Proteins and your heart health

Created with the Heart Foundation
meats, fish, fruit, vegetables and nuts that help protect your heart

They can help you build muscle and strength, give you energy and protect your heart – but not all proteins are the same. Here’s how to build heart health by choosing the right balance of proteins.


Eat it: No set limit; aim for 3-4 times per week.

Serving size: 150g of cooked or tinned beans.

Good sources: Beans, chickpeas, lentils, split peas and soybeans. 

Legumes (also known as pulses) are plant-based sources of protein. With a low glycaemic index, they’re packed full of soluble fibre, micro-nutrients and healthy fats. What’s more, they’re linked to lower total cholesterol levels, which can help lower your risk of heart disease. 

Add them to soups and salads, eat roasted chickpeas as an on-the-go snack, make your own hummus, or substitute lentils or chickpeas for mince in homemade burger patties. 

A bowl of legume soup topped with herbs and sour cream

Fish and seafood

Eat it: 2-3 times per week.

Serving size: 150g of fresh fish (the size of your hand) or 100g of unflavoured tinned fish.

Good sources: Whiting, trout, basa, prawns, oysters, scallops, calamari, crab and mussels. Oily fish like salmon, tuna and fresh or tinned sardines and mackerel have the highest levels of omega-3 fats.

Fish and seafood are great sources of protein that are low in saturated fat and rich in omega 3. Diets rich in fish are consistently associated with lower rates of heart disease and stroke. Fresh, frozen and tinned fish/seafood are all good sources of protein, but be mindful of the salt content of tinned fish and opt for unflavoured options.

Add tinned tuna or salmon to sandwiches or healthy salads, enjoy baked or steamed fish parcels as a simple dinner option, or add seafood marinara mixes to stir-fries and pasta dishes.  

A seafood platter


Eat it: A maximum of seven eggs a week for people with high LDL cholesterol, type 2 diabetes or existing heart disease. No set limit for other people.

Serving size: 1 egg.

Eggs are a complete source of protein with the added benefits of vitamins like A, E and B12, among other nutrients. They also contain cholesterol. 

For most people, the evidence shows that eggs neither remarkably increase or decrease the risk of heart disease; however, if you’ve got high LDL cholesterol (that’s the bad one!), type 2 diabetes or existing heart disease, make sure you stick to eating seven or fewer per week. For everyone else, there’s no set limit; however, eating 2-3 egg-based meals per week or a daily egg on toast will leave enough space in your diet for other protein sources.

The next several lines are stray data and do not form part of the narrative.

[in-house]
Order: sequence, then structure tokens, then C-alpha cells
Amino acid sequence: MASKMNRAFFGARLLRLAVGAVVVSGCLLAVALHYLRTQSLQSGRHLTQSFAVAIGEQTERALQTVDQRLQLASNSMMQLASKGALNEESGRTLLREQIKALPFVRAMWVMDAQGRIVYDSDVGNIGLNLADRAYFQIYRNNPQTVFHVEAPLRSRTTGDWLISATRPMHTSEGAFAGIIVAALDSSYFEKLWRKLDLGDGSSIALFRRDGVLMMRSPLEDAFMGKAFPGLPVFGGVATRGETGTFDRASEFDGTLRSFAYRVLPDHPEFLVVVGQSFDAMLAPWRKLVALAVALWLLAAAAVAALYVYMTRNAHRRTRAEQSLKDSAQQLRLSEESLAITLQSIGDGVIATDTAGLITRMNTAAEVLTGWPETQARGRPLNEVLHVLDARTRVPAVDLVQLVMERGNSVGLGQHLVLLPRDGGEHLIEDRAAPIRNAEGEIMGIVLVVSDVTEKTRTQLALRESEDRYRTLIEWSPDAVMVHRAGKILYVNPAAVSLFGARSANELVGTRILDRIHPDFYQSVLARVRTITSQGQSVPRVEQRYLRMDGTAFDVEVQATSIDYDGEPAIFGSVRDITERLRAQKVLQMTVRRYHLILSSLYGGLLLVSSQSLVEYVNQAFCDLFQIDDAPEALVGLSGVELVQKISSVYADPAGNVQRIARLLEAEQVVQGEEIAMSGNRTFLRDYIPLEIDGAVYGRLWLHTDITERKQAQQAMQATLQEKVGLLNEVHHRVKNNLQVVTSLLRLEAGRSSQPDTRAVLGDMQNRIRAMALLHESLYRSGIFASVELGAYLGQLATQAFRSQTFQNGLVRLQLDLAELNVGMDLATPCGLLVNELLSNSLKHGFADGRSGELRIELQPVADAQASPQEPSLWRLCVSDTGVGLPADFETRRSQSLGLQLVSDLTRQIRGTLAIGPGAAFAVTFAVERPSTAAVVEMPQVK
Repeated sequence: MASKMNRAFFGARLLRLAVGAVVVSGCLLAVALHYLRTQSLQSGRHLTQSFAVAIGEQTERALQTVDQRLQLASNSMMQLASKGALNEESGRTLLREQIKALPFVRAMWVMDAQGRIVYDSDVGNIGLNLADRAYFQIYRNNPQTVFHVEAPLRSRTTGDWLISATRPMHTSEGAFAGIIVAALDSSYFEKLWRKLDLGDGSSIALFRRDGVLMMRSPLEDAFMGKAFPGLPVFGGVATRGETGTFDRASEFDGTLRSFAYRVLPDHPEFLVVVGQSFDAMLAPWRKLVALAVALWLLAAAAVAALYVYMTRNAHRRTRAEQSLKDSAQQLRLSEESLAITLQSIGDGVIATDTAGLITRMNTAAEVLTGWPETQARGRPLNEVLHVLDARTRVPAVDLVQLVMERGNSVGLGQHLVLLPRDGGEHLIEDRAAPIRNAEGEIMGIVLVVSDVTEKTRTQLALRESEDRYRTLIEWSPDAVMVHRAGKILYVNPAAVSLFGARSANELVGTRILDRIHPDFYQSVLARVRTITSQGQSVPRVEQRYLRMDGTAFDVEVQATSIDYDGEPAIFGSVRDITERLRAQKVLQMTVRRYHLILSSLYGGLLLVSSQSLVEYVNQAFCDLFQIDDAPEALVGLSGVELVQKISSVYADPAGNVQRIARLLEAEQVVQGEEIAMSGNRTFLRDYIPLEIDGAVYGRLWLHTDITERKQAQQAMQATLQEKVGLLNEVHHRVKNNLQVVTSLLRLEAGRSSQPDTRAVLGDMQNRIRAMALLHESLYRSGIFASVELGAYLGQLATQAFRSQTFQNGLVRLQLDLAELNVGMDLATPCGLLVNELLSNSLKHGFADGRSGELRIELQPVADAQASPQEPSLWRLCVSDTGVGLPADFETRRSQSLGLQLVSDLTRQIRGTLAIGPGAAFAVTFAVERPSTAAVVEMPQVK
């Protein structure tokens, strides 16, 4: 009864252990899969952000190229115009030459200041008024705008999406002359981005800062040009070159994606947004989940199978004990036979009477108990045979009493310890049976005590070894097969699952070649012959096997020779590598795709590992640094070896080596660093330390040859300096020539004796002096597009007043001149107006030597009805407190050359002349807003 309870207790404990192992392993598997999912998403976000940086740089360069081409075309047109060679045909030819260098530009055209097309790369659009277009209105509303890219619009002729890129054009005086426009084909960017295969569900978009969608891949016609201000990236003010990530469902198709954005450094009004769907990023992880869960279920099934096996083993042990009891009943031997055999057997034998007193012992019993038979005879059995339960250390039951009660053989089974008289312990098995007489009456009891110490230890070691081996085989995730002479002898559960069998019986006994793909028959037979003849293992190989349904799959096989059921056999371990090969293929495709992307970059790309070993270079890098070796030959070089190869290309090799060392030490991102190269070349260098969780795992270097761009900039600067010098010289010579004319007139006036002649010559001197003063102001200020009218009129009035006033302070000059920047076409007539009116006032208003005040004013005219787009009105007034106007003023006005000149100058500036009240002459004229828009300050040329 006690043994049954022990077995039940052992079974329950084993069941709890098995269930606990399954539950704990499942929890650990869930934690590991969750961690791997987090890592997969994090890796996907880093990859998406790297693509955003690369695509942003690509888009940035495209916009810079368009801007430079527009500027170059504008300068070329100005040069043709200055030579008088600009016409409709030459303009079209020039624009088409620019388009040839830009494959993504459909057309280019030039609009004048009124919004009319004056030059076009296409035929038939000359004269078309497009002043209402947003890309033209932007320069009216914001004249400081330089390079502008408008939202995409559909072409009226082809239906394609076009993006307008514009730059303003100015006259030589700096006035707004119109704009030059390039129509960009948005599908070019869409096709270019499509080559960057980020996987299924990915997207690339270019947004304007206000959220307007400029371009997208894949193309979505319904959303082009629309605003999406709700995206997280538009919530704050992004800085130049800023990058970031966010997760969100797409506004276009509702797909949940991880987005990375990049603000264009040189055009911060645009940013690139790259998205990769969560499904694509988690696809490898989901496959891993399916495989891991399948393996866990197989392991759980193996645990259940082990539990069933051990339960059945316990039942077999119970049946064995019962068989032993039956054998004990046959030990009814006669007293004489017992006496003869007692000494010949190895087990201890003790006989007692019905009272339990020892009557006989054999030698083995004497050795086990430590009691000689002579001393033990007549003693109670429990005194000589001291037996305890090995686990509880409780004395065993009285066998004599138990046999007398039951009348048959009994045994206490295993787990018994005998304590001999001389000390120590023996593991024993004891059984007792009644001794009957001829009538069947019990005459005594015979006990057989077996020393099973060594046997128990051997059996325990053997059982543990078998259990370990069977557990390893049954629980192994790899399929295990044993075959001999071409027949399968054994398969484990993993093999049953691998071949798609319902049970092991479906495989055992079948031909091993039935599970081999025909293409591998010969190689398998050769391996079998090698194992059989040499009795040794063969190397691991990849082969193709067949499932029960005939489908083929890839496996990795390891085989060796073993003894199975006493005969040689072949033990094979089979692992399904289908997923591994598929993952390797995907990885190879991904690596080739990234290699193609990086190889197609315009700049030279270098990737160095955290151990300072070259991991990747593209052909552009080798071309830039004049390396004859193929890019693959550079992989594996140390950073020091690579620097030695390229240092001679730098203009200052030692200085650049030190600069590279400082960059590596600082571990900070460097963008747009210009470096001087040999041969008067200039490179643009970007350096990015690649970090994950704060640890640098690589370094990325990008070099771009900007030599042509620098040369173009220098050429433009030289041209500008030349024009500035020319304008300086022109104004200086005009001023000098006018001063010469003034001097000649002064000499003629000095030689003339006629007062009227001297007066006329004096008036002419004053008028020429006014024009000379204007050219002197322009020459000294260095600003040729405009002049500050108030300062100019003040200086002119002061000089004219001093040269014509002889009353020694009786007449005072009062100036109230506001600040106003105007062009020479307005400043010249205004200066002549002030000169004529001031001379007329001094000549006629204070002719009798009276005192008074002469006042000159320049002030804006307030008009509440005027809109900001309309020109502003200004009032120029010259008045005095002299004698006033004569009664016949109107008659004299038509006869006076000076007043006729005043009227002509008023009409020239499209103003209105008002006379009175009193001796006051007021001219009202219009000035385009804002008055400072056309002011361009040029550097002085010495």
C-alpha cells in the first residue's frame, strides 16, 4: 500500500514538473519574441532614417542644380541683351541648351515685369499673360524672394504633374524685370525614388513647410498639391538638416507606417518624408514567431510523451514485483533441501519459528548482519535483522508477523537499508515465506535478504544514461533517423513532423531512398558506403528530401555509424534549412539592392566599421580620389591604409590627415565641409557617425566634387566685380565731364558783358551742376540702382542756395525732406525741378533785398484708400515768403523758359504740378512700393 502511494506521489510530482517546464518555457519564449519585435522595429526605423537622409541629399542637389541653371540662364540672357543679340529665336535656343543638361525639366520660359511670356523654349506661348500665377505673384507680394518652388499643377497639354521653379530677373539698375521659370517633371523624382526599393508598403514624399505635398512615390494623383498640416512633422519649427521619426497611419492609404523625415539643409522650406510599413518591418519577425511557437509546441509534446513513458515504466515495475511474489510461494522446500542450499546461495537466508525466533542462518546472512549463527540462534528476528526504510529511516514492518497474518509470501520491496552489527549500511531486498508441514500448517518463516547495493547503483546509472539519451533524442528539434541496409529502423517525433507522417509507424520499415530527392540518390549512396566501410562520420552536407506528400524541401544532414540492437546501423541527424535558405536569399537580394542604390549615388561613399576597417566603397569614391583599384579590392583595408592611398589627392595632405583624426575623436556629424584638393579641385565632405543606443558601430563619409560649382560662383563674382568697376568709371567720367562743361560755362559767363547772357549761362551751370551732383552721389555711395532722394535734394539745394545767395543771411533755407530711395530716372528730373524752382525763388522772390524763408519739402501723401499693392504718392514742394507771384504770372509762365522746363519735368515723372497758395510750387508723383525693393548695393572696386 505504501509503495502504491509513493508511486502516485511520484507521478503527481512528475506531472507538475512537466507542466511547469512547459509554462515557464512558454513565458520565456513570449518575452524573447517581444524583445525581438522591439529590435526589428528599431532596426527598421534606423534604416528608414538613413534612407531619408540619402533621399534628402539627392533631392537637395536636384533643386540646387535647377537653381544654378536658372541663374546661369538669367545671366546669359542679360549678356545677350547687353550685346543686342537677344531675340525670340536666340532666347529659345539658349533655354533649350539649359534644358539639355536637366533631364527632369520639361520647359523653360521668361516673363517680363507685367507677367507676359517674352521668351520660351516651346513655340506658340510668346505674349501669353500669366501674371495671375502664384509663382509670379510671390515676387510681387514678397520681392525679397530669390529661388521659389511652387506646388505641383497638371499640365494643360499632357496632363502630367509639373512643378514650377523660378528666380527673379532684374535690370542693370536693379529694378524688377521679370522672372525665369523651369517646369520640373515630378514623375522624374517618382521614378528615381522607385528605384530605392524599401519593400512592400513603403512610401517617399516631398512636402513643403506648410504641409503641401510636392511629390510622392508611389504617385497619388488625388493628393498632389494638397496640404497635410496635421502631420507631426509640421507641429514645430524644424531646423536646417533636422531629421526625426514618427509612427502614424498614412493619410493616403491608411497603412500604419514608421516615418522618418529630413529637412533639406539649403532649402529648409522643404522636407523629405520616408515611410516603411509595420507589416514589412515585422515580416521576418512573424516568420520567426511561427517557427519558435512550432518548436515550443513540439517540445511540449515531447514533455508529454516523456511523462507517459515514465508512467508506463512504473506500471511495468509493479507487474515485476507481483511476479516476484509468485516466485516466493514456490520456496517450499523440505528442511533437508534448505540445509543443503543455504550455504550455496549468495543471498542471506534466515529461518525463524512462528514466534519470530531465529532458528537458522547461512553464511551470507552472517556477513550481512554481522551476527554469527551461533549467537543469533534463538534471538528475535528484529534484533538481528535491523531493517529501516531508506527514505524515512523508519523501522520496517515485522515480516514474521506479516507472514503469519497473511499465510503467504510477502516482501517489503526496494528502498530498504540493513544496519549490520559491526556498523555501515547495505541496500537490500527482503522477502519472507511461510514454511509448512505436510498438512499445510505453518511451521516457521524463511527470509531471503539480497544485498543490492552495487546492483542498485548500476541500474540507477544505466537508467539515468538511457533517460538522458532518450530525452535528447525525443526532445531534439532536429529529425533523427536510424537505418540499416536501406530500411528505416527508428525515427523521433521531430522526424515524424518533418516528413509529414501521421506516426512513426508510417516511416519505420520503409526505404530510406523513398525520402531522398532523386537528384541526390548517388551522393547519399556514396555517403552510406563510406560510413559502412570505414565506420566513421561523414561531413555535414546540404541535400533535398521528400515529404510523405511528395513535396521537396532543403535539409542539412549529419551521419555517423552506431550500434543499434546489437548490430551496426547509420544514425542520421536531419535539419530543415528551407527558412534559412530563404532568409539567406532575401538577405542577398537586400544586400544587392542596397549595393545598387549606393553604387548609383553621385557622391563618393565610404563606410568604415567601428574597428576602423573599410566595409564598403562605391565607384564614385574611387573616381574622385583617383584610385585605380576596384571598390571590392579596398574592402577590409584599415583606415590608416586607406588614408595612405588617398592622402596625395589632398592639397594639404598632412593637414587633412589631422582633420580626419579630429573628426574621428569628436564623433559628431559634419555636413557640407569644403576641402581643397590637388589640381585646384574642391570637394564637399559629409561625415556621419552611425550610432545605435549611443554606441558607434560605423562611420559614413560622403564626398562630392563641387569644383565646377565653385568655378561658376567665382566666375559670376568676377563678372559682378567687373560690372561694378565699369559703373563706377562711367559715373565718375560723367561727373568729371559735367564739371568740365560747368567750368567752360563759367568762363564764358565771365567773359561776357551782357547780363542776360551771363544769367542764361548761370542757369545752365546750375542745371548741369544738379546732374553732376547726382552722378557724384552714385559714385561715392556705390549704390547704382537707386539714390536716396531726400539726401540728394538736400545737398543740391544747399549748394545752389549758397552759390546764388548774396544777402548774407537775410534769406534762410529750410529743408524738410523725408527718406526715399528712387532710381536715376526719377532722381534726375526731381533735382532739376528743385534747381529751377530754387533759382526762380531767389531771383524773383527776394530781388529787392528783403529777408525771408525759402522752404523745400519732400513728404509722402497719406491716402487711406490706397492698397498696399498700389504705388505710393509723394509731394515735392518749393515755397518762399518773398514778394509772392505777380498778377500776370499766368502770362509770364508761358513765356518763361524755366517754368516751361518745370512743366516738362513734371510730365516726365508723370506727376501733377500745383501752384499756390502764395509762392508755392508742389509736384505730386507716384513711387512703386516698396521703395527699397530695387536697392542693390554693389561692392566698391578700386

Eat hard-boiled eggs as a snack, with avocado and wholegrain toast as a healthy breakfast, or in salads or sandwiches for a filling lunch. 

Three fried eggs in capsicums with a whisk beside the plate


Eat it: No set limit; aim for 2-3 times per week.

Serving size: 100g (the size of your palm).

Good sources: Chicken, turkey, duck and other birds.

Poultry is a great source of protein that’s packed with niacin, vitamin A, magnesium and zinc too. While there’s no maximum limit for how much poultry you can eat, it’s worth keeping in mind that variety is key – eat it as part of a balanced diet along with other protein sources.

Cook chicken for your evening meal and use leftovers on a sandwich or in a salad the following day. Reduce your saturated fat intake by opting for lean cuts (like breast meat) and removing any skin. 

A whole roast chicken with asparagus on the side

Red meat

Eat it: 1-3 times a week.

Serving size: Maximum of 350g. 

Good sources: Beef, veal, pork, lamb, game meats, mutton and kangaroo. 

Red meat is the most common animal-based protein source. It’s got lots of goodies in it including iron, zinc and vitamin B12, which builds bone and muscle and helps our bodies repair. 

But take note: red meat has also been found to moderately increase the risk of heart disease and stroke. It may also lead to weight gain. Opt for lean cuts, remove visible fat before cooking, and limit both serving sizes and frequency of meat-based meals to optimise your heart health. 

Roast lamb in a baking dish with vegetables

A note on processed meats

Processed meat includes smoked meat and cured meat products like ham, bacon, chorizo, prosciutto, pancetta, pastrami, meat spreads, salami, sausages, hot dogs, devon and other luncheon and deli meats.  

But, while these products may have been a staple of your childhood school lunch box, there’s a consistent link between eating processed meats and an increased risk of heart disease and some cancers. In short? Avoid them – your heart will thank you for it.  

Logo of Coles and Heart Foundation

Coles has partnered with the Heart Foundation to provide this content to you and help Australians live healthier and happier lives.

For personalised heart health information and support, contact the Heart Foundation Helpline 13 11 12.


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